Job insecurity and the difficulty of regaining employment: An empirical study of unemployment expectations

Green, F. and Felstead, A. and Burchell, B. (2000) Job insecurity and the difficulty of regaining employment: An empirical study of unemployment expectations. Oxford Bulletin of Economics and Statistics, 62 (1). pp. 855-883. ISSN 0305-9049. (The full text of this publication is not available from this repository)

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Official URL
http://dx.doi.org/10.1111/1468-0084.0620s1855

Abstract

It is widely assumed that British workers have become more insecure over the last decade. This paper sets out to establish whether the popular assumption is correct. We examine changes in measures of workers' insecurity using direct measures of their unemployment expectations, using data colleted by the Social Change and Economic Life Initiative (SCELI) in 1986 and by the Skills Survey (SS) in 1997. The paper also investigates how closely subjective measures of insecurity are related to objective measures commonly used as proxies, and analyses how these expectations are determined. It finds that: i. In aggregate job insecurity, measured as the expected risk of job loss, has changed little, while the expected difficulty of regaining employment has fallen over the last decade. ii. Job insecurity has increased among non-manual workers, while it has fallen among non-manual workers, who were traditionally less secure in the first place. iii. Unemployment in the external labour market has a large impact on individuals' expectations of unemployment and on their expectations of re-employment. vi. There is a strong positive association between a job being temporary and insecurity. It is valid, therefore, to see a possible problem of rising subjective insecurity if there is a rising proportion of temporary workers in the labour force. v. Job tenure and job insecurity follow a U-shaped relationship. vi. The fall in unemployment from 1986 to 1997 would have been predicted to induce a substantial fall in job insecurity, that this fall did not materialise suggests that there has been an upward shift in job insecurity.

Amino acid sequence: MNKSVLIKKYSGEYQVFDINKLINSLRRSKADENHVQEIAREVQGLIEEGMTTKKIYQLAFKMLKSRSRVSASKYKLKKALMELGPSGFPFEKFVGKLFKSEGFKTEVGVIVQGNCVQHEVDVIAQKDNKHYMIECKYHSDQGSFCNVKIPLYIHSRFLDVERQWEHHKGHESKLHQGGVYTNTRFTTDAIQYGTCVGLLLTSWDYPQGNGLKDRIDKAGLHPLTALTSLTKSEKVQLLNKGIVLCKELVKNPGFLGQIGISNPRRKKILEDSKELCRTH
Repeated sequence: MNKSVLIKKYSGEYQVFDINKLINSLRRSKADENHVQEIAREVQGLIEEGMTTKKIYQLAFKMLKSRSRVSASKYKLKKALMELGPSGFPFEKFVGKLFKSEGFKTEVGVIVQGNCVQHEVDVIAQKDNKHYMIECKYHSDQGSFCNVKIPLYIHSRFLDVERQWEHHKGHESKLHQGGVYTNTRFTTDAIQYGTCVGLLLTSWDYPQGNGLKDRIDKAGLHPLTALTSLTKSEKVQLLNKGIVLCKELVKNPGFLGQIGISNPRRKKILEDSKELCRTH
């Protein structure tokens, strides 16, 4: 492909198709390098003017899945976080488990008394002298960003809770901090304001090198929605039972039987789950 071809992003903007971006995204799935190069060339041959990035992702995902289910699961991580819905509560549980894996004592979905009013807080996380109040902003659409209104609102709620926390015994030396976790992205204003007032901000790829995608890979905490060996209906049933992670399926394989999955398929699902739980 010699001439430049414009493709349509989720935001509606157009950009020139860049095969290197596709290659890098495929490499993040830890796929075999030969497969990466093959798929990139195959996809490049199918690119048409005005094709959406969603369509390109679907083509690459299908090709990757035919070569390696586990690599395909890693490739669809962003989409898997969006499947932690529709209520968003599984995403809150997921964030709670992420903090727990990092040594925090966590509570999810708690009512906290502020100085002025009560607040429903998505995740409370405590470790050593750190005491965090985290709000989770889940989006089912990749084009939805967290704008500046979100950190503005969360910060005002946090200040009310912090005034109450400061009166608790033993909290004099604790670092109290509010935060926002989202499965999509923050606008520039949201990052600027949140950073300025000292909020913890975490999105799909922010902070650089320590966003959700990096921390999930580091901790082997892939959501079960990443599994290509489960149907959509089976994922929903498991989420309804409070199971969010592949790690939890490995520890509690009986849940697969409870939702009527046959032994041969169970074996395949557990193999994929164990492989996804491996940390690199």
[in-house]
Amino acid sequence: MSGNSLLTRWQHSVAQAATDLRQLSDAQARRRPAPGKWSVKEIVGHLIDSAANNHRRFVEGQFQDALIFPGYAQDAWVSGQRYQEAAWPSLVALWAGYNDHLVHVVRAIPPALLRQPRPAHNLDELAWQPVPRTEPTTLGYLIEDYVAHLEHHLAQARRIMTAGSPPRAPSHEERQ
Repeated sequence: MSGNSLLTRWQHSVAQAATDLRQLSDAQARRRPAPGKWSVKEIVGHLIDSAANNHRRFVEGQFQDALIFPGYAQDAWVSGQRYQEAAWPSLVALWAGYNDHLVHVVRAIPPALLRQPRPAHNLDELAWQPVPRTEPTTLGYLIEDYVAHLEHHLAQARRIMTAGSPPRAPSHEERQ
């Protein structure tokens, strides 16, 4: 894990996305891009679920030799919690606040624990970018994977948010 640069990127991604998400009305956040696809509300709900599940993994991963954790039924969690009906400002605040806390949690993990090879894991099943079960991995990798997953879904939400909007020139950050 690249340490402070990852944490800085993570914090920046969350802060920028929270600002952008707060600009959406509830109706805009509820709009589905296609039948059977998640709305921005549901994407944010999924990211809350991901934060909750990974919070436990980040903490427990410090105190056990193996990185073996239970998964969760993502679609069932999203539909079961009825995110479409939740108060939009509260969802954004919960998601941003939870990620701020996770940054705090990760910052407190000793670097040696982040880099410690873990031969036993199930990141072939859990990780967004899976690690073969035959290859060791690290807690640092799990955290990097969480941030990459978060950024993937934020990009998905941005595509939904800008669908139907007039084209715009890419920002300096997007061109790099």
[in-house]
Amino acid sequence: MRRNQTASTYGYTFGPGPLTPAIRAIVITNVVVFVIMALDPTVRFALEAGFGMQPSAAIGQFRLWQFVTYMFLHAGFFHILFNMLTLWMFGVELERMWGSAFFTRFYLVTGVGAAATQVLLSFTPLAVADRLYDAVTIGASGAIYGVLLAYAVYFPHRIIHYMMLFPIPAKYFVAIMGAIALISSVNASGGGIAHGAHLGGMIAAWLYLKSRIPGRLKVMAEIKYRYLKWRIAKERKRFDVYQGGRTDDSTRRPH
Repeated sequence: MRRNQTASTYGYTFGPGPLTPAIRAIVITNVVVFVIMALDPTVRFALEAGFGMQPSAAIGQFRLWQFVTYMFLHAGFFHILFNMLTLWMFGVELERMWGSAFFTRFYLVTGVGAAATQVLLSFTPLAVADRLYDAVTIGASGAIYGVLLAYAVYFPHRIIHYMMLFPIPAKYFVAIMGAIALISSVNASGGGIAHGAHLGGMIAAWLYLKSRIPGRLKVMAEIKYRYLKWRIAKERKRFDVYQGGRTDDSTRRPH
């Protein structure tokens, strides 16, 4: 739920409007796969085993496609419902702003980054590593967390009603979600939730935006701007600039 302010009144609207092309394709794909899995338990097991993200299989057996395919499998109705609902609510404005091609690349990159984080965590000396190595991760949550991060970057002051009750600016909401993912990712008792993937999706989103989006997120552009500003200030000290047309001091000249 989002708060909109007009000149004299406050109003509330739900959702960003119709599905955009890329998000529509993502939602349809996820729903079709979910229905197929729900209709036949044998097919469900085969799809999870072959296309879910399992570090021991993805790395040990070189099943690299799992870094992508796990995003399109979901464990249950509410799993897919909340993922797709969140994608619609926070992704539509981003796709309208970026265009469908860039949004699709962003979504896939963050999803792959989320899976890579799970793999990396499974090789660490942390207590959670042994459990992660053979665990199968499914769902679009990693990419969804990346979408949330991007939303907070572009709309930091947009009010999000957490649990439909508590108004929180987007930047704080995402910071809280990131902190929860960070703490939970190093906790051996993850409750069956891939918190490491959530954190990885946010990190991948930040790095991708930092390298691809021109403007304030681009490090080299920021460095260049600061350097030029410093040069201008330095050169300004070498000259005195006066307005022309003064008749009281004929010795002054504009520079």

Item Type: Article
Additional information: Special Issue 1
Subjects: H Social Sciences > HC Economic History and Conditions
H Social Sciences > H Social Sciences (General)
H Social Sciences > HA Statistics
Divisions: Faculties > Social Sciences > School of Economics
Depositing User: O.O. Odanye
Date Deposited: 01 May 2009 01:34
Last Modified: 12 Jun 2012 10:10
Resource URI: http://kar.kent.ac.uk/id/eprint/16161 (The current URI for this page, for reference purposes)
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